If there was one bit of news I didn’t expect to wake up to yesterday, it was that Michael Jackson had died.
At first, I heard that “reports out of the US” were saying he died, or was in a coma. I didn’t want to believe it, but over the next half hour, the news was confirmed by more reliable sources, and so it was that a special artist’s life ended.
Michael Jackson was many things to many people, but it was his Black or White that was my very first pop song; it was the first one I can recall being a fan of, of racing to the radio to listen to. I had a tape of the album, Dangerous, that is probably one of the world’s most worn tapes around, particularly around the Black or White part. I watched the video clip a hundred times, as it stayed in the charts for weeks on end. Saturday mornings finished with Video Hits showing Black or White, and on Sundays it was up early to see it again on rage, which usually showed the whole clip, not just the music.
In short, I thought he was a genius, and given the outpouring of grief, emotion and the reactions of the last two days, I don’t think I was the only one. Jackson’s active career spanned 4 of his 5 decades, and at his height in the 80s the monkier “The King of Pop”, first said by his friend Elizabeth Taylor, stuck, and there are no heirs to the throne. From his start in the Jackson 5 to his best-selling solo album Thriller, and even to the mixed Invincible which never the less contained the hit You Rock My World, Jackson did what a performing artist should do best: entertain and thrill the public.
The name Jackson lives in the same echelon as Presley and Lennon, a genius in the musical world, as a singer, songwriter and perhaps foremost as a dancer. MJ’s sublime ability to control his body made perhaps his signature move, the moonwalk, somehow magical and special; no-one quite does it like he did.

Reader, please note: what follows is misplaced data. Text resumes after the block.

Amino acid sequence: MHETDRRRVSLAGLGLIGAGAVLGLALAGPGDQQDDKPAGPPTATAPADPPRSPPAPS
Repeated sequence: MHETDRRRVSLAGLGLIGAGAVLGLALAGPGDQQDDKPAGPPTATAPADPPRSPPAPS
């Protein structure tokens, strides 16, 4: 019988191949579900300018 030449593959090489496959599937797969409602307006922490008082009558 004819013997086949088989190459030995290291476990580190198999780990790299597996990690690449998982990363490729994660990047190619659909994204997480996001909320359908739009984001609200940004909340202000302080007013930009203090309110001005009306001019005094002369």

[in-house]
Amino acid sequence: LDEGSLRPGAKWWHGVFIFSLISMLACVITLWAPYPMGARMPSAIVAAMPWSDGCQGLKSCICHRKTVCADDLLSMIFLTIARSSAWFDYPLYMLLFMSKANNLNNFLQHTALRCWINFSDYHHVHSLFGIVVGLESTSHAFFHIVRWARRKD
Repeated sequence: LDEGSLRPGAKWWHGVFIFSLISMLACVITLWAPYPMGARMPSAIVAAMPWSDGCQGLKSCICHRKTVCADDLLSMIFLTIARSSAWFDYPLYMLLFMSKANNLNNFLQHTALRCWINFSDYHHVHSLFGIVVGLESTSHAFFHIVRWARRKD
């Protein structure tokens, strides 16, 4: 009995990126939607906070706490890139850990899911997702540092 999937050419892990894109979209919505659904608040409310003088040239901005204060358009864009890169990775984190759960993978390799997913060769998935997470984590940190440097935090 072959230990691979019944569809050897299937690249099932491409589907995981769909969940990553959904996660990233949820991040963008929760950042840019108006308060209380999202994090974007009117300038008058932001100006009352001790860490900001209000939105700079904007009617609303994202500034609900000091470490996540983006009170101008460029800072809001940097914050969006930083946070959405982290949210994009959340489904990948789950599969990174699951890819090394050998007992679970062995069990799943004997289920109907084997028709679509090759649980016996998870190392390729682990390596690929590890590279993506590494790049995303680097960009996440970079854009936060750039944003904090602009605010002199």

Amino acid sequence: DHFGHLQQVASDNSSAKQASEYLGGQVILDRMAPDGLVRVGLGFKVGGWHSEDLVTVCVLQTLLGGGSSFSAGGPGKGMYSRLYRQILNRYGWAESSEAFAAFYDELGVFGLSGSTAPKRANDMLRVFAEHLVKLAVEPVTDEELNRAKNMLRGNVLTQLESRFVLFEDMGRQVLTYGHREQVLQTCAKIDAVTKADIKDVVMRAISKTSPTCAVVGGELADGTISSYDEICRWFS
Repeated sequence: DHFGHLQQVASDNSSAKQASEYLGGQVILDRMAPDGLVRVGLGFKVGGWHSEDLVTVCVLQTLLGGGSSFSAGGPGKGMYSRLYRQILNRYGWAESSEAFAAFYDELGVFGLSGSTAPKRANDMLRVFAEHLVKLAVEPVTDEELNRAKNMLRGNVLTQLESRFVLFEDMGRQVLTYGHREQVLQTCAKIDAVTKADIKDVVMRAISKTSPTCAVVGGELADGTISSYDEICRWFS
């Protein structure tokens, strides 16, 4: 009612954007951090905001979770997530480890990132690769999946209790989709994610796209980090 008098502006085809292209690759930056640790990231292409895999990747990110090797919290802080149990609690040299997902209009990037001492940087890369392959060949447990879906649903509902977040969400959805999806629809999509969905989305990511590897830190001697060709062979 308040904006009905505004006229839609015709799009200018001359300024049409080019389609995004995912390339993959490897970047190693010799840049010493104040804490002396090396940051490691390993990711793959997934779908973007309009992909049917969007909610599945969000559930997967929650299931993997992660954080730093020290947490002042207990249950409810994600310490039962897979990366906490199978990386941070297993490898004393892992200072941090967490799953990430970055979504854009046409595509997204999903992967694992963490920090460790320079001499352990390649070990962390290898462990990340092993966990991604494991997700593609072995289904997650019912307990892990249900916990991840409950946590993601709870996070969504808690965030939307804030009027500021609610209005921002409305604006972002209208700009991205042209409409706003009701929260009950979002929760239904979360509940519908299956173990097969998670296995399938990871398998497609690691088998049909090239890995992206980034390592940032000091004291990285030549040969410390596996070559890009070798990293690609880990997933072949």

I guess I was too young to know what was going on during the first accusations of child molestation levelled against him, but I certainly did when the issue reared its ugly head again in the early part of this decade. You got the feeling watching the documentary that raised the issue that Michael Jackson was really just a bit lost outside of the music world, never having grown up or being allowed to do so in a normal manner. It was the ultimate Peter Pan complex – he wanted to be a kid forever.
Whether the accusations were true or not, acquittal not withstanding, the damage to Jackson’s reputation and his continual strange behaviour led to his fall from grace, as seems inevitable for all child stars. For many though, as is abundantly clear today, this did not diminish his achievements as an artist, and so I would represent him – one of the most brilliant performers we had for years. It is a pity that his life should end so early.
I don’t know whether we’ll see the like of Jackson ever again – the celebrities with a genuine reason to be celebrated, the entertainers that achieve so much on a global scale; one would hope that perhaps someone will be inspired enough to produce music that appeals to so many. It would be a pity too if his music were to be overshadowed by his later days, and I would sincerely hope his music is held up as a shining example of popular entertainment.
Vale, Michael Joseph Jackson, 1958 – 2009.